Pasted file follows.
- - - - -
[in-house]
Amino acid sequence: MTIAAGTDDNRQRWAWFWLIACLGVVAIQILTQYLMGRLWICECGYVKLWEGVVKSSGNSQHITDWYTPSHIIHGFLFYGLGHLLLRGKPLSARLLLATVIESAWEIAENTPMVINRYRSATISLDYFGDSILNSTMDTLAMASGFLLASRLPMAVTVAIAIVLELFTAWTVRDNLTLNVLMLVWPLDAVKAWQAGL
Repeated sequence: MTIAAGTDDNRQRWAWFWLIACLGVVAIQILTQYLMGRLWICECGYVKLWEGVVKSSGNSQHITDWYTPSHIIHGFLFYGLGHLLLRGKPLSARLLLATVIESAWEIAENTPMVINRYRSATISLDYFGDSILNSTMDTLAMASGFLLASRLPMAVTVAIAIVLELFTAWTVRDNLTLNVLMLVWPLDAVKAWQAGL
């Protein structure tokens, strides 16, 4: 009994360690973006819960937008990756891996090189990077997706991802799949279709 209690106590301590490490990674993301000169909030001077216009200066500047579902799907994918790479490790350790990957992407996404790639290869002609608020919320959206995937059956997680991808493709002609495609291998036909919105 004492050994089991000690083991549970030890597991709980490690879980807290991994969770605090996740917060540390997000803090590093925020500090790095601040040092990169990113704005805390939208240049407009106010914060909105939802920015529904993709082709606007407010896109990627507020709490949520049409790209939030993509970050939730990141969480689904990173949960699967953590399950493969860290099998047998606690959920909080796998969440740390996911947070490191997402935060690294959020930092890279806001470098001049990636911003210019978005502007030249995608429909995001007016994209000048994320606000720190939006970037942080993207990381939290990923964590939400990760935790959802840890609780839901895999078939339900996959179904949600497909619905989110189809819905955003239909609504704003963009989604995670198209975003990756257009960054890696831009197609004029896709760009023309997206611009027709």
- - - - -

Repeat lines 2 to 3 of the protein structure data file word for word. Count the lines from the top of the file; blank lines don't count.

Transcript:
Amino acid sequence: MTIAAGTDDNRQRWAWFWLIACLGVVAIQILTQYLMGRLWICECGYVKLWEGVVKSSGNSQHITDWYTPSHIIHGFLFYGLGHLLLRGKPLSARLLLATVIESAWEIAENTPMVINRYRSATISLDYFGDSILNSTMDTLAMASGFLLASRLPMAVTVAIAIVLELFTAWTVRDNLTLNVLMLVWPLDAVKAWQAGL
Repeated sequence: MTIAAGTDDNRQRWAWFWLIACLGVVAIQILTQYLMGRLWICECGYVKLWEGVVKSSGNSQHITDWYTPSHIIHGFLFYGLGHLLLRGKPLSARLLLATVIESAWEIAENTPMVINRYRSATISLDYFGDSILNSTMDTLAMASGFLLASRLPMAVTVAIAIVLELFTAWTVRDNLTLNVLMLVWPLDAVKAWQAGL